In Moundsville, the economy is built on a thousand or so low-wage service gigs, and another thousand jobs working in local hospitals and a prison. There is only one unionized factory left, with jobs in the low hundreds, and it makes lids for jars. City government and the school system employ a few hundred more. The gas industry is relatively strong, but its best jobs are for migrating engineers and pipeliners who don’t settle down. The population is aging, and the brain drain has sapped the town of its best and brightest, making a rebuild feel out of reach. And yet some people stay- for family or work, or simply because they love the place. And like Seum, many are doing something. Against the odds, they are rebuilding. They are doing hard work worth celebrating. (For a broader celebration of the rebuilders, I recommend James and Deborah Fallows’ Our Towns book and upcoming documentary.)

I’ve been talking to Seum these past two weeks. He’s been out and about, knocking on doors and walking the streets talking to voters. We’ve been chatting via messenger apps, and on the phone, including once as he picked up McDonald’s drive-through in his 2010 Kia Sportage.

Politically, Seum is an independent. In fact, he doesn’t seem to care about at all about national politics. Any time I brought up Trump and Biden, he changed the subject. Conversationally, he’s earnest, polite and enthusiastic. His dream really is to improve quality of life where he grew up. I’m rooting for him, partly because unlike older town leaders, he’s from a generation that has struggled its entire life in a system without stable employment, strong unions and tight-knit communities.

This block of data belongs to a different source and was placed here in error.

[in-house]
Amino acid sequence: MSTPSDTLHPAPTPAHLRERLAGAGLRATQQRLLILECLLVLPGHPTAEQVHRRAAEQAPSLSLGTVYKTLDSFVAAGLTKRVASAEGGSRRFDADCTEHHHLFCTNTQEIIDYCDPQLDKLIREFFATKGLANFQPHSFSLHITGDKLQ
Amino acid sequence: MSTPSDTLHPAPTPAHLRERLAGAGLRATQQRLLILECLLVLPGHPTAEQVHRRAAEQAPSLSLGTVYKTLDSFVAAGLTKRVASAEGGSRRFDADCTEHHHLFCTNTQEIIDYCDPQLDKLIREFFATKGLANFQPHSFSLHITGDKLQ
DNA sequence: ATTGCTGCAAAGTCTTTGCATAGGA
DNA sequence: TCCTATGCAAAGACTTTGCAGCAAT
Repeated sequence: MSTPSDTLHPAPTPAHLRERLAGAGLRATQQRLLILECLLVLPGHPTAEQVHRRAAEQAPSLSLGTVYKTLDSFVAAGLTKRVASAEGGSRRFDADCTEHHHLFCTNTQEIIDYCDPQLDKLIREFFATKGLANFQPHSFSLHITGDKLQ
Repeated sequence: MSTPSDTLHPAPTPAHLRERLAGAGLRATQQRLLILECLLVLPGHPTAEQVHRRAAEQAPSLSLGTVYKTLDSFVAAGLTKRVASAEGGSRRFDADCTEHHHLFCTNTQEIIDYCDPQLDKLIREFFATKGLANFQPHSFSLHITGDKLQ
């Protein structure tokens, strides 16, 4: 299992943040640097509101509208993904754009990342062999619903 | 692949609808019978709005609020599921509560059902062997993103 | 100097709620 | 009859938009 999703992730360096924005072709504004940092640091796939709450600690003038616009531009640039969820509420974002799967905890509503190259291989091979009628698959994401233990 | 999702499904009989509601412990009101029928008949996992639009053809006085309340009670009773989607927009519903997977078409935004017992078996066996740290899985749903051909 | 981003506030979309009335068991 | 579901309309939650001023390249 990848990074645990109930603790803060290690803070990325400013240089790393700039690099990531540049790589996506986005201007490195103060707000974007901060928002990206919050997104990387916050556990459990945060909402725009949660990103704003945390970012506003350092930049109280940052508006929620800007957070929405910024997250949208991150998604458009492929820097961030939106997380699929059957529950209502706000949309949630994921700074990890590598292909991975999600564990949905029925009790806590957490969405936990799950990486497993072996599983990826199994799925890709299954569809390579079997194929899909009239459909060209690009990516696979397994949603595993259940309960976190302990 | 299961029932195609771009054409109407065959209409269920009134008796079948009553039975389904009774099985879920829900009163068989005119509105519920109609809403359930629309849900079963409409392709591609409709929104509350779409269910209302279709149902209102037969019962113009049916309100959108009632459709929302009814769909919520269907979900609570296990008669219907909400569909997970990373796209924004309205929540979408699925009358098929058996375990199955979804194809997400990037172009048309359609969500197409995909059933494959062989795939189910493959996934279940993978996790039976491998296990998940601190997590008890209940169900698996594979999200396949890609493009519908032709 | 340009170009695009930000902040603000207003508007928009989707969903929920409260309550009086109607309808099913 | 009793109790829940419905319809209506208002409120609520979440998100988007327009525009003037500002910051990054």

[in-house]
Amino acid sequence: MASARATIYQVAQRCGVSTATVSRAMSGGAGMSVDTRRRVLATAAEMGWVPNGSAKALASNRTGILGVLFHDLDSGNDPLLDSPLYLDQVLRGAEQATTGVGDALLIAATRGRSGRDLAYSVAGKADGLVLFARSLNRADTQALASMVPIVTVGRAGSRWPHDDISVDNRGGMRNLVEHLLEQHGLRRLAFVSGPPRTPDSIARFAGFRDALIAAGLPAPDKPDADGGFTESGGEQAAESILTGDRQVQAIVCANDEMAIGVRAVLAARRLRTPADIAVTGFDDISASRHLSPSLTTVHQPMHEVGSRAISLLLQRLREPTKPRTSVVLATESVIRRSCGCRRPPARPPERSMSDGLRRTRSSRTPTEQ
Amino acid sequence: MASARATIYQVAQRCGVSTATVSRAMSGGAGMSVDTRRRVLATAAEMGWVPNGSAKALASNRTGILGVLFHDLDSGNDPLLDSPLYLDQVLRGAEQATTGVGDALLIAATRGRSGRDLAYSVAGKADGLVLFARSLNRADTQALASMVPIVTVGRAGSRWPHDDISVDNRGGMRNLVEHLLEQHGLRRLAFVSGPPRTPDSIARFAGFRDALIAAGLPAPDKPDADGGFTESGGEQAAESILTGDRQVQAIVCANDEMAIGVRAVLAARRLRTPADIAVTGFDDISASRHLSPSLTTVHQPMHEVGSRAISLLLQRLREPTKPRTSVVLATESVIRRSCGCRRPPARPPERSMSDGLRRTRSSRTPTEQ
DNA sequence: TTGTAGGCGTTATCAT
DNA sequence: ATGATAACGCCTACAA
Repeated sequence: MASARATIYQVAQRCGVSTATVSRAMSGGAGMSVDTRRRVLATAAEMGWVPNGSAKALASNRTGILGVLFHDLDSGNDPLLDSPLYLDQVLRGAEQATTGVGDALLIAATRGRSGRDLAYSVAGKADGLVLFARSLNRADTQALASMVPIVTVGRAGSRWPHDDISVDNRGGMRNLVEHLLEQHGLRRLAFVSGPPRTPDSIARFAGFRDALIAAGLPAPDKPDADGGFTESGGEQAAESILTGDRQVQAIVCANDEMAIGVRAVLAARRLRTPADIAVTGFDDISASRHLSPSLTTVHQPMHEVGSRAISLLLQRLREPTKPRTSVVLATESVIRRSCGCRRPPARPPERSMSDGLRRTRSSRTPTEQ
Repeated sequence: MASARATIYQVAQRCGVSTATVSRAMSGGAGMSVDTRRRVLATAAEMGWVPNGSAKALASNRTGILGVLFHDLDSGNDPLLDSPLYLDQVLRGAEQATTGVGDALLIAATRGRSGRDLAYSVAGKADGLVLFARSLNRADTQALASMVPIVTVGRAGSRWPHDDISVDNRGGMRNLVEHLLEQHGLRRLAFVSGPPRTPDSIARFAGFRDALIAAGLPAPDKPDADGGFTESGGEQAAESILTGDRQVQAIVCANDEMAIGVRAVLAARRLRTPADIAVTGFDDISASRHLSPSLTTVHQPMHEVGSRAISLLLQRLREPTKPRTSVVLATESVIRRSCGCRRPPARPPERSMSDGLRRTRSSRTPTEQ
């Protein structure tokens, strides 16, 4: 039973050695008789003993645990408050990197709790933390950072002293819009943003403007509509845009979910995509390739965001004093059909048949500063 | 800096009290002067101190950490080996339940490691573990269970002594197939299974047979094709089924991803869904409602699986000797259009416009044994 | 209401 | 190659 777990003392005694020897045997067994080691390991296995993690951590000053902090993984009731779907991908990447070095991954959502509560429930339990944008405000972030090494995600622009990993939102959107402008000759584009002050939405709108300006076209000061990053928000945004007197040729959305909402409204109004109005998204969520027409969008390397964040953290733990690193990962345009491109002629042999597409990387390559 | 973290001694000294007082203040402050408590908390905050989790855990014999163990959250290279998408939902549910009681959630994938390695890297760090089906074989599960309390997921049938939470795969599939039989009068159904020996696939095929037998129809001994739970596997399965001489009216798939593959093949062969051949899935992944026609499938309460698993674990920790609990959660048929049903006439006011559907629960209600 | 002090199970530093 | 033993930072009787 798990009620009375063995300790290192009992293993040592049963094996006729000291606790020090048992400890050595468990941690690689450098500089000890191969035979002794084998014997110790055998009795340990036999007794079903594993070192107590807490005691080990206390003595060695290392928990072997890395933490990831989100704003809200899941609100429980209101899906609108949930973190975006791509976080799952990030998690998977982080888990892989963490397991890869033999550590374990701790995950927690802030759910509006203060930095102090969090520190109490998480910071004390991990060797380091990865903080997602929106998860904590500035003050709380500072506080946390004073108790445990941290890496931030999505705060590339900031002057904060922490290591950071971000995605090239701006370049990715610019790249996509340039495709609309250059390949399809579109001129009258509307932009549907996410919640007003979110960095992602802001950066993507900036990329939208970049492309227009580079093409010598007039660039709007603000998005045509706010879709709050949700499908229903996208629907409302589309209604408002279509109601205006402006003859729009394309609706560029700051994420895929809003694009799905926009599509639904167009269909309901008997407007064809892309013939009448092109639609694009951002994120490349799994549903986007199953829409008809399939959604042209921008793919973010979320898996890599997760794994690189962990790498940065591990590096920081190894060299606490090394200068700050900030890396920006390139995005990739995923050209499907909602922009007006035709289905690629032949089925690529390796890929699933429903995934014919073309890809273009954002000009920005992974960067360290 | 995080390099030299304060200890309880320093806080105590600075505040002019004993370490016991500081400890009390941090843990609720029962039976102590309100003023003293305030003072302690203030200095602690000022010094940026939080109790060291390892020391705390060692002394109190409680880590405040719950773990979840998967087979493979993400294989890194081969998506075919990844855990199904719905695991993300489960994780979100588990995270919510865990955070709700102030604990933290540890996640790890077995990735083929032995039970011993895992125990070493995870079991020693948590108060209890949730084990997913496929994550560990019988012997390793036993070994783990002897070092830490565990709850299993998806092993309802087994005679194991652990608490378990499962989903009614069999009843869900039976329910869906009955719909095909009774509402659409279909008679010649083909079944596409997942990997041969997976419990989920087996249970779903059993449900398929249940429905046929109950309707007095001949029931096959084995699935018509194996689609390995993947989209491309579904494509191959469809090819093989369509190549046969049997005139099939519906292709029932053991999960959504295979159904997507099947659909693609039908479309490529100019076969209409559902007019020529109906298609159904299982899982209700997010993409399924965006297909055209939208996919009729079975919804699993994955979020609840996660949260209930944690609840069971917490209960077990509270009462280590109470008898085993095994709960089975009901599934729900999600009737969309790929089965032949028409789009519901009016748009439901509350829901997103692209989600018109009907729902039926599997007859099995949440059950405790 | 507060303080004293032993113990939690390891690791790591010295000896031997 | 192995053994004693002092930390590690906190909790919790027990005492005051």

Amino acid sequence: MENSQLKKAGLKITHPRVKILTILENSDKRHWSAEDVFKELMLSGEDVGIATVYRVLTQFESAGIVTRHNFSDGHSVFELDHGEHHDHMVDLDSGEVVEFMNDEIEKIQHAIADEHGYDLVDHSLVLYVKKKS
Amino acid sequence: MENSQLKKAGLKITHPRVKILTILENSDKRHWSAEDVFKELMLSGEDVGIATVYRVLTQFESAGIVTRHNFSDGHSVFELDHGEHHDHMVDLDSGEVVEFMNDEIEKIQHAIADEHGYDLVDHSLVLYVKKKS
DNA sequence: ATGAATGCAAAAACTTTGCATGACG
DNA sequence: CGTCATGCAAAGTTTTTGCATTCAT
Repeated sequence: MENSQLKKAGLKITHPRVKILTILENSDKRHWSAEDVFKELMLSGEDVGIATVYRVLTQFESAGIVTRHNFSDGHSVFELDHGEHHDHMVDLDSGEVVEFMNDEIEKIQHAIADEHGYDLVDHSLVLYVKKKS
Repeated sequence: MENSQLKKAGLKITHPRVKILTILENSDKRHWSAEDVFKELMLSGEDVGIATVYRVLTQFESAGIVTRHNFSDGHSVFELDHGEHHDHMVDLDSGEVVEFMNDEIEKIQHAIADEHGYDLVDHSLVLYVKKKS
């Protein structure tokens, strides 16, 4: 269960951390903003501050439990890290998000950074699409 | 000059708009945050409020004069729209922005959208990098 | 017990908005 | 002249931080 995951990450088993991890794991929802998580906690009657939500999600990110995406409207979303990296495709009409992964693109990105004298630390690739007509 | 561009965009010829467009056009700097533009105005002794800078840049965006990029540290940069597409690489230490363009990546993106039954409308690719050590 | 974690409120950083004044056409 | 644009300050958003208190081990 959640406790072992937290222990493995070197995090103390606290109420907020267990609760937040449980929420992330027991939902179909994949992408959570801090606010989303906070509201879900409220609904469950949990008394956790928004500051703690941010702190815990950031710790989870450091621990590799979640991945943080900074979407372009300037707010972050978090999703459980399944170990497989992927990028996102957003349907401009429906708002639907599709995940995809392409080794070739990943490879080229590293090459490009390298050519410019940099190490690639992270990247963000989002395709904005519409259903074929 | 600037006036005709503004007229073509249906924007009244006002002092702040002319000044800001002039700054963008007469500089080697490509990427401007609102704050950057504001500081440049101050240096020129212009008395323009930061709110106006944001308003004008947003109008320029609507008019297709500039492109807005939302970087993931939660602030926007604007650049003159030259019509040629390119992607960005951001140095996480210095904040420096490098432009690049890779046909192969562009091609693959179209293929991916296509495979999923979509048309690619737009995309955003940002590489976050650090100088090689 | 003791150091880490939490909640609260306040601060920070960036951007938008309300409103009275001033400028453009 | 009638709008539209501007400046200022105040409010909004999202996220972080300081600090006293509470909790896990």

Seum’s day-to-day toil and troubles right now are typical of young and middle-aged residents of small towns in the Rust Belt and Appalachia. After stints in other places, he returned to Moundsville care for his ailing parents, moving into a garage apartment behind his parents’ house. He has an ex-girlfriend and son in California.

On weekends, Seum supplements his CVS income by calling bingo games. His total income for a year of full-time work in 2019 was $19,000. “It doesn’t make sense that you can work full-time and not have enough money for life as a single person,” he says. His dream revenue is around $37,000, enough to take vacations, pay for his medical care and save for retirement. Right now, it’s hard to see how that could happen if he stays in Moundsville. CVS has offered to train him to work in their pharmacy, but that only offers a raise of 65 cents an hour, and the other places he could work are Walgreens and WalMart. Another challenge is that installing automated cashiers has allowed CVS to cut Seum’s weekly hours to 26 from 34.